When looking at any line-up of new gear it’s always customary to see what the top of the line model offers. Like beginning in the shiny showroom at a sports-car dealer before venturing to the lot next door after you realise your paycheck was missing a few zeroes. The top of the line is usually associated for those that need the very best, and when it comes to the very best in gaming laptops the new Lenovo Legion 7i
(due for release in June) might just be the
gaming laptop of this year.
Not only is it packed with the latest overclocked 10th Gen Intel Core i9 H-Series
processor and NVIDIA GeForce RTX 2080 SUPER GPU with Max-Q
, it’s the first device to feature the innovative battery-saving Advanced Optimus technology developed by NVIDIA that was recently announced
In addition to this, other high-end features like vapor chamber cooling and a redesigned TrueStrike keyboard built for a great responsive feel round out the RGB-lit picture. But, where Lenovo
looks to be going all-in comes with a display that offers VESA DisplayHDR 400, NVIDIA G-SYNC, 500-nits of brightness, and 100% Adobe sRGB
colour accuracy at 240 or 144Hz with a low 1ms response time.
“The new Lenovo Legion 7i (due for release in June) might just be the gaming laptop of this year."
Okay, so that’s quite a bit of tech jargon, but the result is a display that strives for digital creator levels of quality – something rarely seen in the gaming laptop space. Most displays don’t measure their colour rating using the Adobe scale, with the target usually being 100% sRGB or on the high-end of the DCI-P3 scale.
Right, that’s more jargon. What it means is calibration, colour, accuracy, contrast, and brightness worthy of editing a big budget movie on. What’s even more impressive - new and improved displays are coming to the entire Lenovo Legion range. From the sports-car like Legion 7i down to the mainstream Legion 5. The Legion 5 will also offer revisions using the latest AMD Ryzen series of notebook processors that were recently announced
. Very cool.
Going back to the showroom analogy, this is like hitting the lot next door and finding out the hatchback in your price range also comes with leather seats, full reverse camera, GPS, and high-end Bose surround sound as standard. So, let’s take a look at the new Legion range in a bit more detail.
Lenovo Legion 7i
This is the big one, the high-end beast we’ve talked a bit about so far. From a design perspective you get a full metal exterior with more RGB accents than ever thanks to a subtle strip running along the bottom. It continues the sleek and minimal look of the Legion range and weighs in at a backpack friendly 2.2kg.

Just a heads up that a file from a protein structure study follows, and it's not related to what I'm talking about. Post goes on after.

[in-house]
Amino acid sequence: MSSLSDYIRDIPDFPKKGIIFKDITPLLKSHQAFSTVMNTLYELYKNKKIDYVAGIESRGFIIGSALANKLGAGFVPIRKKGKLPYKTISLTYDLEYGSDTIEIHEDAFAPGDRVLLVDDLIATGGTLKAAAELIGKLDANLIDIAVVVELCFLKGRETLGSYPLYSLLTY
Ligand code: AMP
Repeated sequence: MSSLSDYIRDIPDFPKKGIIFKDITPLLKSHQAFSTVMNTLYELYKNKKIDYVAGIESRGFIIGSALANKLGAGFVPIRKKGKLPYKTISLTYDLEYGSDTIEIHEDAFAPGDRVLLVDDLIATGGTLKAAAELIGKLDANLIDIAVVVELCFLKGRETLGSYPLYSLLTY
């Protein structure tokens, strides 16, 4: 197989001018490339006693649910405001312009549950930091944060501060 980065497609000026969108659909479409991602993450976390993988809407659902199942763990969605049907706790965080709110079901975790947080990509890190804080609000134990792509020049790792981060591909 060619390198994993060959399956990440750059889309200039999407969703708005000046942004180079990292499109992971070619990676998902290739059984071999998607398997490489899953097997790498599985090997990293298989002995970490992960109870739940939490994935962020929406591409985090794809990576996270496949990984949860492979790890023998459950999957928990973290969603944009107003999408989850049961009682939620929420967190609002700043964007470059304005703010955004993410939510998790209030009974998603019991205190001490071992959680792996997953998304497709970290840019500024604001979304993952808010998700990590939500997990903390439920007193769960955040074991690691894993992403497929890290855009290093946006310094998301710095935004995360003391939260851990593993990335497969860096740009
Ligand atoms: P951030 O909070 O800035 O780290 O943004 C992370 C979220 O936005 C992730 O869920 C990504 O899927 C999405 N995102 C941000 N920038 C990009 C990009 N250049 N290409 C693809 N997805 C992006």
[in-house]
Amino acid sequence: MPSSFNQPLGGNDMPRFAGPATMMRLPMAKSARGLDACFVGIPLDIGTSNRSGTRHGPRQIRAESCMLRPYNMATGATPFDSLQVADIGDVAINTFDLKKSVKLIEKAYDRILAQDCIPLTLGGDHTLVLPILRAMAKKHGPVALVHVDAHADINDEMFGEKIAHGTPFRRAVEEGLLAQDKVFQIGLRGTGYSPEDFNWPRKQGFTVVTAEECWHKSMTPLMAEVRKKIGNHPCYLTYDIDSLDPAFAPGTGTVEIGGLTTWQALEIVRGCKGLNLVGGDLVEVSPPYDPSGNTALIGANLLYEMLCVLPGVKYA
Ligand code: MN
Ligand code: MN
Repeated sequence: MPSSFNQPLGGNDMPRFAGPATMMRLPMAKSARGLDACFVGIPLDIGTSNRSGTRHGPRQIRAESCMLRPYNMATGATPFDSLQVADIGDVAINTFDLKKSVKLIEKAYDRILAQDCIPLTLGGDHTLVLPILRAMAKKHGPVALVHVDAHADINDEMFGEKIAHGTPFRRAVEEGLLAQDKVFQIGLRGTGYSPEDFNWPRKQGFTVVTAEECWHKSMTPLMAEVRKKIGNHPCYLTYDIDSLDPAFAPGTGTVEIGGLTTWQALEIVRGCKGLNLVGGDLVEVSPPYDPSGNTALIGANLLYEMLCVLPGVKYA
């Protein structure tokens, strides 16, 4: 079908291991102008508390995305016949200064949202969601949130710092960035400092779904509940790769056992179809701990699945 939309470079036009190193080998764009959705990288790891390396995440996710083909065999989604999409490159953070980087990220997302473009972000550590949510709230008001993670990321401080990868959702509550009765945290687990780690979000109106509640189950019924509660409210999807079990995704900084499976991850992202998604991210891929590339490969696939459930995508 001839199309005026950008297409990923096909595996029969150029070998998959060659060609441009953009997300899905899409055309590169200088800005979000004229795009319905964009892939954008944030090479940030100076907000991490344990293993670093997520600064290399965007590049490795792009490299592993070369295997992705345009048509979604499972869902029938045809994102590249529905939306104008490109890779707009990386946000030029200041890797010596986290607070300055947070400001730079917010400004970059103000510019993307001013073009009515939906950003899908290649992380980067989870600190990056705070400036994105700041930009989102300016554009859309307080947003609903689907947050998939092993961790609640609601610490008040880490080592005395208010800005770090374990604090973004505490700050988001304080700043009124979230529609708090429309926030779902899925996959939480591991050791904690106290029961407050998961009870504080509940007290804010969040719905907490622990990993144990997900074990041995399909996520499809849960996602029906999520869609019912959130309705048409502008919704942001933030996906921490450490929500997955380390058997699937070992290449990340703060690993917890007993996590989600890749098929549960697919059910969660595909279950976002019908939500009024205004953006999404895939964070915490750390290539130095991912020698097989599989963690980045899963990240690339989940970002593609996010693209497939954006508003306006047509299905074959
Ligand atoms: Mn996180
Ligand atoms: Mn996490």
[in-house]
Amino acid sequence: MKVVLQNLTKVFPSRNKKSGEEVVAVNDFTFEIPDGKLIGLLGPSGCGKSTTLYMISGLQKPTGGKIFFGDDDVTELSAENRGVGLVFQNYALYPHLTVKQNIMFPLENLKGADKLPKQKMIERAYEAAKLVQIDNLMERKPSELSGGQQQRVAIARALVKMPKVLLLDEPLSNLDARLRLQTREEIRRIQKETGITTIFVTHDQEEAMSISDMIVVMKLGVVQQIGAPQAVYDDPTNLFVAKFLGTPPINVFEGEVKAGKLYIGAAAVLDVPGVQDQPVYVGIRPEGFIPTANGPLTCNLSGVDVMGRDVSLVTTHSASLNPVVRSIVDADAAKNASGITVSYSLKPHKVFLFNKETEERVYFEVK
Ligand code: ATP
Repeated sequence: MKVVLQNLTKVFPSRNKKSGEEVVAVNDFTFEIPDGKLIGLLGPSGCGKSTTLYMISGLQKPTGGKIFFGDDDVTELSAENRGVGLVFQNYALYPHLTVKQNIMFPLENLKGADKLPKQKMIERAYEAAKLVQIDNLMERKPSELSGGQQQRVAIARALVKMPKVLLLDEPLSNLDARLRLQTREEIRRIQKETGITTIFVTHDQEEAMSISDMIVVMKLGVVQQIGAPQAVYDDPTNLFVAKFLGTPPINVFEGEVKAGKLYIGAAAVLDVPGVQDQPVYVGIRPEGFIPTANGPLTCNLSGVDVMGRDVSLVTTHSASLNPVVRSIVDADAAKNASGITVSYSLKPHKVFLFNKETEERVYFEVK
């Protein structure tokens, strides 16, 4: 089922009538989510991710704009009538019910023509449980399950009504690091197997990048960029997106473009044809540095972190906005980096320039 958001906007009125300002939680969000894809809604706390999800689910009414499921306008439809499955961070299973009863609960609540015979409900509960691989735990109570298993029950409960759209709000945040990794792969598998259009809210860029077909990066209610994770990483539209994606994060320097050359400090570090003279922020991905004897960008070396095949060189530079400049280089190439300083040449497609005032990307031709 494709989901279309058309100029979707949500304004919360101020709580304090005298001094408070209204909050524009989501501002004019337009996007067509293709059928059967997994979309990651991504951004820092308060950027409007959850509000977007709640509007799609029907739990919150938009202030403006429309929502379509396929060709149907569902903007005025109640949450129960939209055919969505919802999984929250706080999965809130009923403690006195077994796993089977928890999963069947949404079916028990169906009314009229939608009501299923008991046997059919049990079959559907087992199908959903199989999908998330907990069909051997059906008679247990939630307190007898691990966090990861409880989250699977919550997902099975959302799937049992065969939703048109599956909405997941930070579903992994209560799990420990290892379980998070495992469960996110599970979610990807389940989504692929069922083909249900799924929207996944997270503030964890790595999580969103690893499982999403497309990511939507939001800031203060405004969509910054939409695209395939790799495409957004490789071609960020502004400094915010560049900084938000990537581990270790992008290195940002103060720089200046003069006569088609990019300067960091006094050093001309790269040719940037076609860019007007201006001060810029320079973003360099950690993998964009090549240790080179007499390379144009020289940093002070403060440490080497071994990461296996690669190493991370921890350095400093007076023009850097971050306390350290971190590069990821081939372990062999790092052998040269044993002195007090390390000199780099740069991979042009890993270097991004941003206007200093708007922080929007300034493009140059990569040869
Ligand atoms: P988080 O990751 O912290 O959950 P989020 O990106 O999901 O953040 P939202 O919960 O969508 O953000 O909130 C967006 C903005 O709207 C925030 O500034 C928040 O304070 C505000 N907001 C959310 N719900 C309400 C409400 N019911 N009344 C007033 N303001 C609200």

The vapor chamber cooling as part of Lenovo Legion Coldfront 2.0 also features a thermal sensor array and a dual fan system made up of “73 liquid-crystal polymer fan blades”. Not that we know what that means but the result according to Lenovo will lead to a quieter and cooler gaming laptop. Something we’re keen to check out mainly because gaming laptops, even when quiet are, well, loud.
And of course, there’s the 15” display.
15-inch IPS Full HD (1920 x 1080) display with up to 240Hz refresh rates with under 1ms response time, 500nits brightness, VESA DisplayHDR 400, 100% Adobe sRGB color accuracy, and optional NVIDIA G-SYNC
In addition to the Advanced Optimus as part of the NVIDIA GeForce RTX 2080 SUPER GPU with Max-Q Design which distributes power between the CPU and GPU per-frame based on demand, the new 80WHr battery is said to offer up to 8-hours of use. Pricing starts from $3,999 AUD with availability expected in June.
Lenovo Legion 5Pi
The Lenovo Legion 5Pi hits the sweet-spot of high-end design but with a more within-reach price. Starting at $2,999AUD you still get the option of a sweet 100% Adobe RGB display with HDR at 240 Hz and 500nits brightness. Where things take a step down is under the hood. Here the option is at max a NVIDIA GeForce RTX 2060 (allowing for 2070 option would have been nice to see) and a high-end 10th Generation Intel Core H-series processor.
The look retains the sleek and modern feel of the Legion 5 but with a backlit “Y” logo, or that symbol you see across Legion branding. Its weight comes in at a heftier than the 7i 2.5kg, which is more in-line with current devices. Like the Legion 7i, and the entire range, you get a version of the new Legion TrueStrike keyboard (with four light zones as opposed to the per-key lighting in the 7i) that focuses on tactile response with 100% anti-ghosting in a bid to bring the laptop keyboard more in line with its dedicated mechanical desktop brethren.
The Pi, like the 7i, also comes with a 80WHr battery and the same 8-hour promise. It's priced at $2,999 AUD.
Lenovo Legion 5i and Lenovo Legion 5
When we reviewed the Lenovo Legion Y540
earlier this year we were not only impressed by its value proposition but were also taken aback by the minimal Legion design, great keyboard, and excellent component choices that resulted in great gaming performance. The new Legion 5i and Legion 5 continues this trend with a wide range of options, from Intel to AMD Ryzen 7 4000 H-Series Mobile Processors through to various displays and configurations that feature high 240 or 144Hz refresh rates and NVIDIA GeForce RTX 2060 graphics. All rated with 100% sRGB colour accuracy.
The Intel revisions will start at $2,199 AUD with the first Legion Ryzen laptops starting at $1,999 AUD. Local availability is also expected in June.
Elswhere Lenovo confirmed that its productivity focuses Y740Si Laptop alongside the BoostStation eGPU housing – which we previewed and saw first-hand at CES in January
– are also set to arrive in June alongside a couple of new gaming desktops.